Fattening your copy with bloated words runs two risks: you use a given word incorrectly; and you lose your audience. In other words, you come across as a self-important, boring, ignorant old fart. Is that really the brand you're aiming for?

  • Use short sentences

    Short sentences have impact.

    They're easy to read and easy to understand.

    Enough said.

  • Don't ramble

    Lots of writers tend to ramble. It may be that they get sidetracked by a notion — like the derivation of the word 'ramble' which was originally used, and is still used, especially in the UK, to describe a pleasurable walk in the countryside, but can equally mean to talk or write at length in a confused or inconsequential way — or they labour over the lengthy exposition of a subject that doesn't really need explaining.

    Point is: don't do it.

  • Don't neglect punctuation

    Good punctuation makes for effortless reading and clarity; poor punctuation leads to a stop-and-start, staccato rhythm that hinders comprehension even if the words themselves are clear. 

    Pay especial attention to commas and full points. These regulate the flow of your writing and help clarify your message.

  • Write. Then edit.

    Writing and editing are two different mental processes. Don't try to write and edit at the same time. It may sound more efficient, but it's not. You'll get a better result if you write, let it rest, and come back a day later with your editor head screwed on.

  • Get to the point

    In business writing, brevity is key. If you find yourself waffling, take a break, imagine yourself face-to-face with your customer, and note your answers to these three questions:

    1. The reason for writing is ...
    2. What I want you to know is ...
    3. What I want you to do is ...

    With those answers to help you focus, get back to it.

  • Learn from an eight-year-old

    Recently my eight-year-old daughter asked me, "Why can't I start a sentence with And or But?"

    The answer is: You can. 

    I can also recall being taught that starting a sentence with a conjunction (and, but, or) was poor writing. Forty years later and I am surprised that this is still being taught. There is no foundation or justification for this oft-cited 'rule'.

  • Learn even more from an eight-year-old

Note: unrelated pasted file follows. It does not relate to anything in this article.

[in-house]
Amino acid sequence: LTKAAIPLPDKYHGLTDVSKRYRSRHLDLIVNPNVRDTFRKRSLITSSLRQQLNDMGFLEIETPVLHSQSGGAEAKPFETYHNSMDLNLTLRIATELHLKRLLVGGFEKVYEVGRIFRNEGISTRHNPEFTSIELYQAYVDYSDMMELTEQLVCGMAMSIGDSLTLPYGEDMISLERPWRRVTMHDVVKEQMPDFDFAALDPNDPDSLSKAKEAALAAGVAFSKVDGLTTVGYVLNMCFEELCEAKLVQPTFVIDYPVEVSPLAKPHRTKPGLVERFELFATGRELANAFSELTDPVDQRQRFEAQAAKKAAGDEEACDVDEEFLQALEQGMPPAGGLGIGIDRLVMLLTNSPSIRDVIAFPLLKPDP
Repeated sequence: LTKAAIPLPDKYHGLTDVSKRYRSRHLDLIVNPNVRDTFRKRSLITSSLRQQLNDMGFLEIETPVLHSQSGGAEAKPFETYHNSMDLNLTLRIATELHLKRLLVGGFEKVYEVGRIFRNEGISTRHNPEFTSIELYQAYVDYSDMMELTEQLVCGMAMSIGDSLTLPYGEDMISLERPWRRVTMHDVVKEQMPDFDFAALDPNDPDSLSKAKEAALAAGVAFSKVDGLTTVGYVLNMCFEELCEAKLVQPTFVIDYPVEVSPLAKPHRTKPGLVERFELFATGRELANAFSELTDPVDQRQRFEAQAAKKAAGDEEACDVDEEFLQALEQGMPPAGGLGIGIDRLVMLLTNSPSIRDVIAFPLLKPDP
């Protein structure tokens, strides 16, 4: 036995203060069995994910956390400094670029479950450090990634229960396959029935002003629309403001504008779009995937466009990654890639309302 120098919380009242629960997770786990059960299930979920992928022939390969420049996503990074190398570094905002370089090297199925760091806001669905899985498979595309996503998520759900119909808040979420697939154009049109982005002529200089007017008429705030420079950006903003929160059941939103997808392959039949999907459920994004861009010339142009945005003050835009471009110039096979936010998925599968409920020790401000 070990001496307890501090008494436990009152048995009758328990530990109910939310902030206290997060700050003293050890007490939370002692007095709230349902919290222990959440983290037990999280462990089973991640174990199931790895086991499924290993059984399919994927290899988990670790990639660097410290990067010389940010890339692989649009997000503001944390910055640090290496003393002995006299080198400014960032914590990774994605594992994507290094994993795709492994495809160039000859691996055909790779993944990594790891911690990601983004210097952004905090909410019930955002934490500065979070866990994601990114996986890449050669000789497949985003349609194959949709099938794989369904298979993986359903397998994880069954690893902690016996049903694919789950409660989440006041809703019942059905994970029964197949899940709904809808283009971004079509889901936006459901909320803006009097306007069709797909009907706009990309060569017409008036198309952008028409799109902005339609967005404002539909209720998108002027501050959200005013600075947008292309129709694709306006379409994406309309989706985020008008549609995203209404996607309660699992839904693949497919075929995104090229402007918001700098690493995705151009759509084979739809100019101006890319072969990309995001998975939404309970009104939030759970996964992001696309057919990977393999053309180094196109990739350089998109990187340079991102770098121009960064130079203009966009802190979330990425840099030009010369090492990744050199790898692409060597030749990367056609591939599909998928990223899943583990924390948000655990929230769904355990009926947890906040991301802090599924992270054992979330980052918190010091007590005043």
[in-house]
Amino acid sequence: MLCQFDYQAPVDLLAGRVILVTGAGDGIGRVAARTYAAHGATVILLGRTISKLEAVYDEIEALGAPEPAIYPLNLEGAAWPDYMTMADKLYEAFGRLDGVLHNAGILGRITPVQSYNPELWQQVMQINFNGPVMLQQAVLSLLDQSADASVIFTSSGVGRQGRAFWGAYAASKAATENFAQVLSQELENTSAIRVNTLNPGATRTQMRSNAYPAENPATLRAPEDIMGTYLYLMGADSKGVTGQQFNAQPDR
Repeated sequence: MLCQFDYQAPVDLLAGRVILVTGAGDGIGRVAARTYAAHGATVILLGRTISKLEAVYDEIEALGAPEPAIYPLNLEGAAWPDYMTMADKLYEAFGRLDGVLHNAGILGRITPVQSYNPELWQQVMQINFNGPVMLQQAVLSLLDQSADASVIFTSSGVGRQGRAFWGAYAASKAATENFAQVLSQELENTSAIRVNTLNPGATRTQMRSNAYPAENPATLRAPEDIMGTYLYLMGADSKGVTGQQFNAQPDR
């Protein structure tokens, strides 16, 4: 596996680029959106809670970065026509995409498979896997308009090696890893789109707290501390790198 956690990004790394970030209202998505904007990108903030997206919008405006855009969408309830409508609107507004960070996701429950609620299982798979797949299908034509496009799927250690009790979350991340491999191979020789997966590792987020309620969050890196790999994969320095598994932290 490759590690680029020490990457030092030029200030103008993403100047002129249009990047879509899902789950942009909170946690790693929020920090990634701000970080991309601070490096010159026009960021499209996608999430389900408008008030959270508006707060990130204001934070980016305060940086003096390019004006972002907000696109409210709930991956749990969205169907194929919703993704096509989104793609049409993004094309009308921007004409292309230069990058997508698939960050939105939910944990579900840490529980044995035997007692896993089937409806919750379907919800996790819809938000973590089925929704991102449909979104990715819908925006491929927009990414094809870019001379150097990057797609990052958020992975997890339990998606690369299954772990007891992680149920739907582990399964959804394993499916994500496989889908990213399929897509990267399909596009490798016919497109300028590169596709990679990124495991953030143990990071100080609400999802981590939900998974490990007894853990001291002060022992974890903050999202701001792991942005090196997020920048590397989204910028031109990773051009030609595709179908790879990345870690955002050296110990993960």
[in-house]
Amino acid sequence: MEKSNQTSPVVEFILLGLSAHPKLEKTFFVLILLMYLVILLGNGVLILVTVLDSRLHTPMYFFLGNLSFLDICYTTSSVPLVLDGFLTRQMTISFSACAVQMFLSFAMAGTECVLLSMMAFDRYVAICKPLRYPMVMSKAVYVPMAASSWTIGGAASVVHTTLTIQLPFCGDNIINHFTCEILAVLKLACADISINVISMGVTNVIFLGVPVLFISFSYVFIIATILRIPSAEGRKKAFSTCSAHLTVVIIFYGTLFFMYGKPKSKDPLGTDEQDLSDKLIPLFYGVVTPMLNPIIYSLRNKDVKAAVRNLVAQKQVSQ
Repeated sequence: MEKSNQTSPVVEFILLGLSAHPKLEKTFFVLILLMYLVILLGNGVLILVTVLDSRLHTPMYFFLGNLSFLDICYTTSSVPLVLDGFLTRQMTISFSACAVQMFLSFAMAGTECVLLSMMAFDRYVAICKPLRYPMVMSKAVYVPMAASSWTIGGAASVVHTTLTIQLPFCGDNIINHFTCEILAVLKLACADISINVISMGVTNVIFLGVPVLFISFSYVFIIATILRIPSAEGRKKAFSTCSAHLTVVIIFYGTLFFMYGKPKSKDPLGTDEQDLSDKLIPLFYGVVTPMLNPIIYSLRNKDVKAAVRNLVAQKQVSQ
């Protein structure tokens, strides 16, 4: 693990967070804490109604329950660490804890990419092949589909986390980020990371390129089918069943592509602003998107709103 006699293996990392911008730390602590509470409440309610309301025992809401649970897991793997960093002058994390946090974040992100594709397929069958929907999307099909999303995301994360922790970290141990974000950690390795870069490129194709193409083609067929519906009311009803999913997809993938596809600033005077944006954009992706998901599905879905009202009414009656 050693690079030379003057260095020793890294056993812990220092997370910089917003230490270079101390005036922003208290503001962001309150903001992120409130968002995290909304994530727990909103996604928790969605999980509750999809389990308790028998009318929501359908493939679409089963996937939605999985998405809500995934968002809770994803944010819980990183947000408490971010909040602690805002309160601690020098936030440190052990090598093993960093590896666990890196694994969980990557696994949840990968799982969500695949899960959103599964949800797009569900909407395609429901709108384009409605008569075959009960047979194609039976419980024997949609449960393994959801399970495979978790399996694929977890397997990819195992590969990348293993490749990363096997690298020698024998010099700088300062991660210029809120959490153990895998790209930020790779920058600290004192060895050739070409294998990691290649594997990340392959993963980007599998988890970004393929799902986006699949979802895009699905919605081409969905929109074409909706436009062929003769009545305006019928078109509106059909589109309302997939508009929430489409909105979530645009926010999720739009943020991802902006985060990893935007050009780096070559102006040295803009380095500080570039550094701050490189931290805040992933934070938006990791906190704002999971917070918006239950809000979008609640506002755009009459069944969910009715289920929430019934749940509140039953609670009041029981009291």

Einstein once said, "If you can't explain it to an eight-year-old, you don't understand it yourself."

    Food for thought.

  • Be a storyteller

    Pixar is one of the most successful animated feature film studios in history. Here's their guide for would-be writers (in its entirety):

    Once upon a time there was a ___. Every day ___. One day ___. Because of that ____. And because of that ___. Until finally ___.

    Humans are drawn to stories. Where possible, be a storyteller.

  • Watch the flab, fluff and filler

    Remember, business writing is about clarity, conciseness and communication. Ditch any words that aren't pulling their weight. Here's some flab phrases to look out for:

    • Each and every day...
    • In order to...
    • Basically, essentially, totally, completely, literally, actually.
    • As a matter of fact...
    • For all intents and purposes...
    • For the most part ...
  • Dump the adverbs

    Except in calls to action, adverbs seldom add value to business writing. Use a stronger verb instead. Rather than ran quickly, use darted; rather than cried pitifully, use wept or wailed. As Stephen King said, "The road to hell is paved with adverbs."

  • Ditch the thesaurus

    Get a dictionary instead. Good business writing is rarely improved with arcane synonyms. 

  • Read with your ears

    Reading aloud is a great way to get a feel for how your audience will read your writing. It will also help you pick up typos and other errors that cause a stumble or break in flow.

  • Get into the groove

    The best writing has a rhythm and groove to it that propels the reader forward.

    Breaking that rhythm with a well-placed STOP! can add weight to your call to action and jars the reader into taking notice.

  • Less is less, more is more

    There is absolutely no rationale behind the less-is-more argument for shorter copy. The reasoning behind such hubris (other than simple repetition) is that people — especially business people — are time poor and don't have time to read a lengthy sales pitch. 

    That's horseshit. Because it's a faulty argument.

    Brevity, getting to the point, short sentences, avoiding rambling — none of these has anything to do with the physical length of your copy.

    The question you should be asking is: How important is this pitch to my customer? How important is this pitch to me?

    Noone is going to fork out $500,000 for a Rolls Royce based on a sales pitch whose writer tried to get the sale in 50 words or less. It's an absurd notion.

    In fact, many of the best copywriters believe there's no such thing as too much copy. So long as it's well structured, gets your main pitch across quickly, and contains appropriate calls to action, then there's no formula for how much is too much, and there's no damage in writing too much.

    There is, however, damage in writing too little.

In brief

Good writing is a skill

In numerous business surveys, writing is consistently identified as one of the least favoured tasks and one that most people feel least equipped to do well.

And, unfortunately, it shows. Written communications — especially sales, especially promotions — are some of your most visible marketing and branding assets (or liabilities). You may not get praise when your writing is good, but when it’s bad it is sure to be noticed and noted.

If writing isn’t your strength (and remember, you’re not alone), or you’re too busy, or it’s just not something you like … whatever the reason, get in touch. Unlike most, writing is something we actually enjoy.

Please enter your name.
Please enter a message.